Friday, December 3, 2010

Gorbachev on Khrushchev

It is sometimes fascinating to read a famous person's biography of another person, because in some cases this teaches you a little bit about both people. For example, when Richard Nixon wrote about Winston Churchill, it was clear that Nixon identified with certain parts of Churchill's history. Just as Churchill had a period in the "wilderness" when he was out of power - a period which ended when World War II began - Nixon also characterized the eight years between 1961 and 1969 as his own wilderness years.

In 2007, the Guardian was printing a series of articles entitled "Great Speeches of the 20th Century." One of the speeches that was selected was Nikita Khrushchev's "Secret Speech" of 1956, the one in which Stalin was denounced. The article on this speech was written by another Soviet premier, Mikhail Gorbachev - a premier who effectively denounced Leonid Brezhnev, the person who ousted Khrushchev.

People such as me who are long-term anti-communists characterize the efforts of Khrushchev and Gorbachev as putting lipstick on a pig. What is the point of making minor changes to a system, we ask, when the entire system needs an overhaul. As Gorbachev writes about the balancing act that Khrushchev had to negotiate, we recall that Gorbachev had the same challenges.


Despite the damning revelations, the speech's overall assessment of Stalin was relatively mild. In this, Khrushchev yielded to the pressure of conservatives like Molotov. He said, for example, that "in the past Stalin undoubtedly performed great services to the party, to the working class and to the international workers' movement".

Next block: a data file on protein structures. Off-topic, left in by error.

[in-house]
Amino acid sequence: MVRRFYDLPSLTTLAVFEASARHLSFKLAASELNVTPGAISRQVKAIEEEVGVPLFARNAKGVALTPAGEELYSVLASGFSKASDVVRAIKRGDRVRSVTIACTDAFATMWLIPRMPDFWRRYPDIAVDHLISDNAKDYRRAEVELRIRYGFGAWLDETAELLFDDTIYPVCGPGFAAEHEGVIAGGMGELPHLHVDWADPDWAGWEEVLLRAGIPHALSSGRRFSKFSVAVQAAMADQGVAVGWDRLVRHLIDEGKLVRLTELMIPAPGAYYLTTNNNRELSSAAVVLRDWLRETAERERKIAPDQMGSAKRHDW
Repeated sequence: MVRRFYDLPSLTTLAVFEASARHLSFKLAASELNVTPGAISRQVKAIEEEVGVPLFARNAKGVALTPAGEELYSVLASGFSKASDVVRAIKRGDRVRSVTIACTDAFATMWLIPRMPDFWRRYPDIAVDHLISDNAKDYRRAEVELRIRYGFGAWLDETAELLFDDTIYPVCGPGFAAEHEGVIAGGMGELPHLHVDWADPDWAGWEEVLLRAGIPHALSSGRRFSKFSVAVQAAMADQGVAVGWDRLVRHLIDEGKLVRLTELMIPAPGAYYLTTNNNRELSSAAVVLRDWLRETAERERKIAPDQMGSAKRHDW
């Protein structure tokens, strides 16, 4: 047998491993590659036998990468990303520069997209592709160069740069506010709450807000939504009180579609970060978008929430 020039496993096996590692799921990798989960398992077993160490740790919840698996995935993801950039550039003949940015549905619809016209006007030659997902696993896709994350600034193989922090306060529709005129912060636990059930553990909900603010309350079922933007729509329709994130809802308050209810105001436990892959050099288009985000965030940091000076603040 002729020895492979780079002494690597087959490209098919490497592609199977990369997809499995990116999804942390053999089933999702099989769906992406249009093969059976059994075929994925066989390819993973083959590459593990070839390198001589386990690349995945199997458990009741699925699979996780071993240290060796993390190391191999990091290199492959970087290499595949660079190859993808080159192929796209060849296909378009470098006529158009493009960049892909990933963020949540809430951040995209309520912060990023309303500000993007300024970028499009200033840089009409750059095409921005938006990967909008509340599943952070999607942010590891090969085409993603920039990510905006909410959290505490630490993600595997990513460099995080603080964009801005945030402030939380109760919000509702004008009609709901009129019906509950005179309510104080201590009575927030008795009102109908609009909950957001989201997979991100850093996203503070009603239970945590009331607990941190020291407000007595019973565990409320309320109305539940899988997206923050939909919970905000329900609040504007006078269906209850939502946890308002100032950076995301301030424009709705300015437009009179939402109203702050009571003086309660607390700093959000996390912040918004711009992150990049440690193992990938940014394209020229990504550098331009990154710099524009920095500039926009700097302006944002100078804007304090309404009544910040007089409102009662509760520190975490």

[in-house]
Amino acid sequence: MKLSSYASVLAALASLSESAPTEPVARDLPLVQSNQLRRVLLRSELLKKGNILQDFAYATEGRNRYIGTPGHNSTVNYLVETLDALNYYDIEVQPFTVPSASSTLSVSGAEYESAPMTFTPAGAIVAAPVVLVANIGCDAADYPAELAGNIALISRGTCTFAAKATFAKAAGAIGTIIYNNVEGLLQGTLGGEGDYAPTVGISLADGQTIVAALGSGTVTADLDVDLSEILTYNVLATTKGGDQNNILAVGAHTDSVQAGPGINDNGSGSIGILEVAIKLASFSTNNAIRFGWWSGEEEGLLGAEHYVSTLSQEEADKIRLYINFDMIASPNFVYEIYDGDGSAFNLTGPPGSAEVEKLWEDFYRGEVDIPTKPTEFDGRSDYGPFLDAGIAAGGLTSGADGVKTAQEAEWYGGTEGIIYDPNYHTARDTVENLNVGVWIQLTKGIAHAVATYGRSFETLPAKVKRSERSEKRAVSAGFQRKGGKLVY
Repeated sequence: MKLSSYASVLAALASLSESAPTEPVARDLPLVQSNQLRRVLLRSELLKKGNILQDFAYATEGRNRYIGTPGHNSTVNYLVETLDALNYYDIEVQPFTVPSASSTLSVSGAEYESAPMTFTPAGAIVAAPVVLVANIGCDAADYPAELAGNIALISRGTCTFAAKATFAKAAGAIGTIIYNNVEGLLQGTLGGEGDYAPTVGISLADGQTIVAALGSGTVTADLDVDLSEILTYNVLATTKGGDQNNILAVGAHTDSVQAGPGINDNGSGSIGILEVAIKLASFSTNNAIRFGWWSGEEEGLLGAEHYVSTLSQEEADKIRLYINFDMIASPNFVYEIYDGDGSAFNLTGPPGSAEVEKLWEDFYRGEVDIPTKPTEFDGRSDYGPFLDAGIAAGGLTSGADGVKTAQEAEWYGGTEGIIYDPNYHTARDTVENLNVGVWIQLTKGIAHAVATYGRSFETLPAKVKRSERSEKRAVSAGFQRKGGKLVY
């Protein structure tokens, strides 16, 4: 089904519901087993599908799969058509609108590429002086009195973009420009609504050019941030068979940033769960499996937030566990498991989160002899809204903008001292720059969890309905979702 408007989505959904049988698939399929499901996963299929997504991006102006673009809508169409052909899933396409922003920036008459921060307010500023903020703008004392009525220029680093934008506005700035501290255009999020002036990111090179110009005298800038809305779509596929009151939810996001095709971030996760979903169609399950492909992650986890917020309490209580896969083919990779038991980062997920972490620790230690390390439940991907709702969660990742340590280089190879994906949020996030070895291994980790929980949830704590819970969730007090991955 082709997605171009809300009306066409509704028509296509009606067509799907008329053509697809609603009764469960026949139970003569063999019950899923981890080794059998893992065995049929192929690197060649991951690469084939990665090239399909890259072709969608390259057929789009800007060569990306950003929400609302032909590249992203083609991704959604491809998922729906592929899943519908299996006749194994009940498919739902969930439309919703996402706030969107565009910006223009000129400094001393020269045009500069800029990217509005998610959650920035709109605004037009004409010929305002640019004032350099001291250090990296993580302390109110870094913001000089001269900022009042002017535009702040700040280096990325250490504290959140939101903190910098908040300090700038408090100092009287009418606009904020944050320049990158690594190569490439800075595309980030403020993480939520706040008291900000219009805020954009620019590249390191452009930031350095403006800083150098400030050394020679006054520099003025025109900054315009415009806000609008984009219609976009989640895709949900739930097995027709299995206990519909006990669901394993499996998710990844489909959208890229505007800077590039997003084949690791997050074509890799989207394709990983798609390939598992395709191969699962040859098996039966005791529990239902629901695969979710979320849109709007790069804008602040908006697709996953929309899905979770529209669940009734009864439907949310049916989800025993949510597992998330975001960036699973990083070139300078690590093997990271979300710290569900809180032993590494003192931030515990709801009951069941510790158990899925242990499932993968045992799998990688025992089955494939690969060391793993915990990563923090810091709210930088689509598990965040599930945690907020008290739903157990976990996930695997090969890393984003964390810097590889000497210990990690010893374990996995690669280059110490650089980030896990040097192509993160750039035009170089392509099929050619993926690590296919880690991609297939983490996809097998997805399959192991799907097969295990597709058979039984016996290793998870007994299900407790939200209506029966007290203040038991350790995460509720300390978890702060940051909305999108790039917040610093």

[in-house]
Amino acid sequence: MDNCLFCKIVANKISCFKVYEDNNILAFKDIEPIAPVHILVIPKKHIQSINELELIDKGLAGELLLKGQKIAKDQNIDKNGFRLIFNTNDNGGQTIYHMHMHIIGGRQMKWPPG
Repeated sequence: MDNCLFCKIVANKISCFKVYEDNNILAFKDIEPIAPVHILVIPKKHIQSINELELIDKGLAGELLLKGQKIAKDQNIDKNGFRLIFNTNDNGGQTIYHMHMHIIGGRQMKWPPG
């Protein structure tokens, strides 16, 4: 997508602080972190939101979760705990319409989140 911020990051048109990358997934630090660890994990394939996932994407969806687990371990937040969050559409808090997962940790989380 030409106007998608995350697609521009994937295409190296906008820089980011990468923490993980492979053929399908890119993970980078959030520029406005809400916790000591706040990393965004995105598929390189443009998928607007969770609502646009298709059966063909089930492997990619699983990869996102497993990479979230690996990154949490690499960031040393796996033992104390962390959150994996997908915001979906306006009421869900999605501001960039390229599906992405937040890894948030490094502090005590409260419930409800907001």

By contrast, in preliminary discussion, Khrushchev had said: "Stalin destroyed the party. He was not a Marxist. He wiped out all that is sacred in a human being." Later, fearing that the truth about Stalin could lead to criticism of the political system, Khrushchev reverted to saying that Stalin had been a staunch revolutionary. Such contradictions are evidence of a hard-fought battle - a struggle that should not be seen as mere palace intrigue. It took resolve and courage, qualities that Khrushchev showed in presenting the report and then also in exonerating innocent prisoners and instituting controls over the security apparatus.

It seems obvious that when Gorbachev praises Khrushchev as having resolve and courage, Gorbachev hopes that the same will be said about himself. Later in the article, the parallels are explicitly made:

Perestroika continued what the 20th congress had started, seeking to give back to socialism the "human face" destroyed by Stalin. By laying the foundations of a social market economy and by instituting free speech and elections, Perestroika implemented a new social-democratic project.

And just as Khrushchev was undone by Brezhnev, Gorbachev had his own enemy:

Its completion was thwarted by the conservatives' putsch followed by the actions of right-wing radicals led by Boris Yeltsin, who dismantled the Soviet Union and subjected the people to a "shock experiment". The result was the emergence of a "wild capitalism" which brought with it impoverishment, crime and corrupt government.

However, there is one other important parallel between Yeltsin and Brezhnev - both of them allowed their predecessors to live.
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